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German wasp | Vespula germanica

German wasp

Vespula germanica

Coral bush | Ardisia crenata

Coral bush

Ardisia crenata

Purple loosestrife | Lythrum salicaria

Purple loosestrife

Lythrum salicaria

Pom pom weed | Campuloclinium macrocephalum

Pom pom weed

Campuloclinium macrocephalum

Canarybird bush | Crotalaria agatiflora

Canarybird bush

Crotalaria agatiflora

Peanut butter cassia | Senna didymobotrya

Peanut butter cassia

Senna didymobotrya

Rubber vine | Cryptostegia grandiflora

Rubber vine

Cryptostegia grandiflora

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Environmental Programmes

In order to tackle our country’s socio-economic challenges, the government adopted the Outcomes based approach to improve government performance and providing focus on service delivery. find out more

Chinese soft-shell terrapins

Pelodiscus sinensis

Common name:

Chinese soft-shell terrapins

Scientific name:

Pelodiscus sinensis

Alternative common names:

Chinese soft-shell turtle, Asiatic soft-shell. 

The Chinese soft-shelled turtle is well adapted to aquatic environments, including brackish swamps and marshes. These turtles are predominantly carnivorous and the remains of fish, crustaceans, mollusks, insects, and seeds of marsh plants have been found in their stomachs.

Additional Info

  • Where does this species come from?

    Southern China, Russia, Japan, Korea and Vietnam.

    What is its invasive status in South Africa?

    NEMBA-Category 1b

    Where in South Africa is it a problem?

    KwaZulu-Natal Province.

    How does it spread?

    Spread via pet trade. However, many specimens found could be turtles escaped from cultivation.

    Why is it a problem?

    Unknown; but the potential for this highly carnivorous turtle to have a negative impact on indigenous aquatic fauna in various region of introduction seems likely, if it has not occurred already.

    What does it look like?

    Description: Colour olive grey to greenish brown with numerous yellow-bordered black spots and yellowish dots in younger individuals; yellow spotting tends to disappear in adults; many adults show no pattern and have uniformly olive carapaces. It has round to oval carapace; ridge of carapace in males slightly sunken with round-shape at posterior; longer neck and tail than females; plastron sunken for clasping female carapace during copulation; neck can be extended to end of carapace; more active than females. Shell of females rough with oval carapace; plastron almost arched; tail and neck is thicker than male; space between two posterior legs larger than male; more timorous and meek than males. Generally, males differ from females in being shallower and having long, thick tails, with the vent near the tip. Females are more domed and the tails barely extend past the carapace rim. Females are normally larger than males, to allow for egg development. Habitat: It is usually found in rivers, lakes, ponds, canals, and creeks with slow currents and also occurs in marshes and drainage ditches. Breeding: These turtles reach sexual maturity sometime between 4 and 6 years of age. They mate at the surface or under water. The females lay 8–30 eggs in a clutch and may lay from 2 to 5 clutches each year. After an incubation period of about 60 days, which may be longer or shorter depending upon temperature, the eggs hatch.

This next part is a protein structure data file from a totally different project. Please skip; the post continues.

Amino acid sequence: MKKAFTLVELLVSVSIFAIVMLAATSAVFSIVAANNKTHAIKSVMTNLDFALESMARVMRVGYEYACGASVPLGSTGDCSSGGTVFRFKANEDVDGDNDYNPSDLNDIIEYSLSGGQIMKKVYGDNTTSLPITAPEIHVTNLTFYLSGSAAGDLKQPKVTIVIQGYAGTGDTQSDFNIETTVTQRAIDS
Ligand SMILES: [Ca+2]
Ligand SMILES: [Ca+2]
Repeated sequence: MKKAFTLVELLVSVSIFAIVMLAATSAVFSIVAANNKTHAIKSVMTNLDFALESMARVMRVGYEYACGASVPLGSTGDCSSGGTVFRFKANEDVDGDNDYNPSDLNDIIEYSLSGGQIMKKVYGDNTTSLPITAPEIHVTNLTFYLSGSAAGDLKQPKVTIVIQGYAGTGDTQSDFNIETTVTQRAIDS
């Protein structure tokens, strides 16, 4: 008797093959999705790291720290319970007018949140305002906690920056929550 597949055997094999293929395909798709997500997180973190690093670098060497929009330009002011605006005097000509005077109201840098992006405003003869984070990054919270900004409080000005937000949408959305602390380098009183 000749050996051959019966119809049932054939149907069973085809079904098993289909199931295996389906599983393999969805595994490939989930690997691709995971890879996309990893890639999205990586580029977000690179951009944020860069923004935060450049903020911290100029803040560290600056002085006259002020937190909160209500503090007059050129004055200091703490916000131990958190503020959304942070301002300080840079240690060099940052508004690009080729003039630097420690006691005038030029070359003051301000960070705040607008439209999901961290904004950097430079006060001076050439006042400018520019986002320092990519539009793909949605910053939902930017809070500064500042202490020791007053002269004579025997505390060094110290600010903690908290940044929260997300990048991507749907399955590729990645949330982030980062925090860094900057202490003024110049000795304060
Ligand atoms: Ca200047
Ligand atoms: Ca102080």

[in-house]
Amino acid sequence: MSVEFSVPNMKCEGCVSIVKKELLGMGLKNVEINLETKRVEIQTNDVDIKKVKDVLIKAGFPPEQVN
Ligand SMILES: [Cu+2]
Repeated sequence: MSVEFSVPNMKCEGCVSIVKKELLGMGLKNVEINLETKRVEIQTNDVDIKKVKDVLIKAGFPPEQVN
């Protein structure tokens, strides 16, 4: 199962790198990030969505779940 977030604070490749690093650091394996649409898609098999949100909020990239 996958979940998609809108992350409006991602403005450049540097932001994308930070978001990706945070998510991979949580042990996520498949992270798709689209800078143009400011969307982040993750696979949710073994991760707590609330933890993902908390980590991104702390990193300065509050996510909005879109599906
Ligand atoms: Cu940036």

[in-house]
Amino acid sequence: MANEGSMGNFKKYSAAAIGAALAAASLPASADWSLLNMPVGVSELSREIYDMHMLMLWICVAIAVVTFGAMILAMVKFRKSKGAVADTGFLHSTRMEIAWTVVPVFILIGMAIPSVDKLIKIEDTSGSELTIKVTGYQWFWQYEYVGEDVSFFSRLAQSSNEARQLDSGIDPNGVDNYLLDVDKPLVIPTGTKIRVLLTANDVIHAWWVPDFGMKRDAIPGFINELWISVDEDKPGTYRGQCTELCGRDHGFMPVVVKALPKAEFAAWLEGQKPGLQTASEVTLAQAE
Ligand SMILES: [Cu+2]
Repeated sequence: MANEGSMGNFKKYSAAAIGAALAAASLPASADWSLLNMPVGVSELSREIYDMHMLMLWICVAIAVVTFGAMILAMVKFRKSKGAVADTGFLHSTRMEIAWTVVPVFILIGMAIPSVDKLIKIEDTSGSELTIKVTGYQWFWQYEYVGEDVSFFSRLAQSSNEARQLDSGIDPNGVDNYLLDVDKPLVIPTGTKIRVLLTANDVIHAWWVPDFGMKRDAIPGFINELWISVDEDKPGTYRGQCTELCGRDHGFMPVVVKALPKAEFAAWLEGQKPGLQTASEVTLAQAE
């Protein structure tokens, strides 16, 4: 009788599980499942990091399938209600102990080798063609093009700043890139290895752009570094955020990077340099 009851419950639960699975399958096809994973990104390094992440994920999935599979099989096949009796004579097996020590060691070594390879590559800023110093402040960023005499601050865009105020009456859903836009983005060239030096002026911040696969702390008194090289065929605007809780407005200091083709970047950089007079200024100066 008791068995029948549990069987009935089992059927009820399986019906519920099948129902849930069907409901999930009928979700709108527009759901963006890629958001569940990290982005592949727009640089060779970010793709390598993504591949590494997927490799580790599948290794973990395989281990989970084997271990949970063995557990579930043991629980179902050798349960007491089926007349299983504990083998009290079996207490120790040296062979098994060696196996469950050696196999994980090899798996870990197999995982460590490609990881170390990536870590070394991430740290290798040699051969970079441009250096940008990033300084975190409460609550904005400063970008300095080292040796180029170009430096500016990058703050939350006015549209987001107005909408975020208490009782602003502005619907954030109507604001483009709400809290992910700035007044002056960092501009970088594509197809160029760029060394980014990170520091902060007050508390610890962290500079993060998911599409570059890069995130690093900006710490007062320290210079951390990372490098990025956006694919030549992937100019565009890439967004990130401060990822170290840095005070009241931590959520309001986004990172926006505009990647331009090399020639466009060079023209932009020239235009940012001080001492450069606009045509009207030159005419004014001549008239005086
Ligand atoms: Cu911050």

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General News Updates

2019 National Symposium on Biological Invasio…

26-02-2019

This is your invitation to South Africa's 2019 National Symposium on Biological Invasions. The convention is hosted by the Centre for Invasion Biology (CIB), University of Stellenbosch, and the Biolo... Read more

2019 Invasive Species Training

22-01-2019

During the past five years (2014-2018), ISSA invasive species trainers have trained 4 000 in the identification of invasive species and laws pertaining to invasive species across South Africa.  ... Read more

Alien Grass Working Group

04-09-2018

Who are we? The South African National Alien Grass Working Group was jointly initiated by the South African Biodiversity Institute (SANBI) and the Centre for Excellence in Invasion Biology (C·I·B) in... Read more

Permits for planting indigenous Cynodon?

01-03-2018

On 16 February, 2018, South Africa's Department of Environmental Affairs issued amendments to the regulations and lists relating to the National List of Invasive Species.  Updates to the draft&n... Read more

Invasive species training 2018 dates released

28-02-2018

Interested in invasive species?  How much do you know about NEMBA invasive species compliance for landowners and organs of state? The South African Green Industries Council (SAGIC) have released... Read more

Communications post for Africa advertised

25-01-2018

The Nature Conservancy has advertised a brand new post:  Communications Manager, Africa Region. Knowledge of invasive species and water would be an asset in this post. See details below:    Job Titl... Read more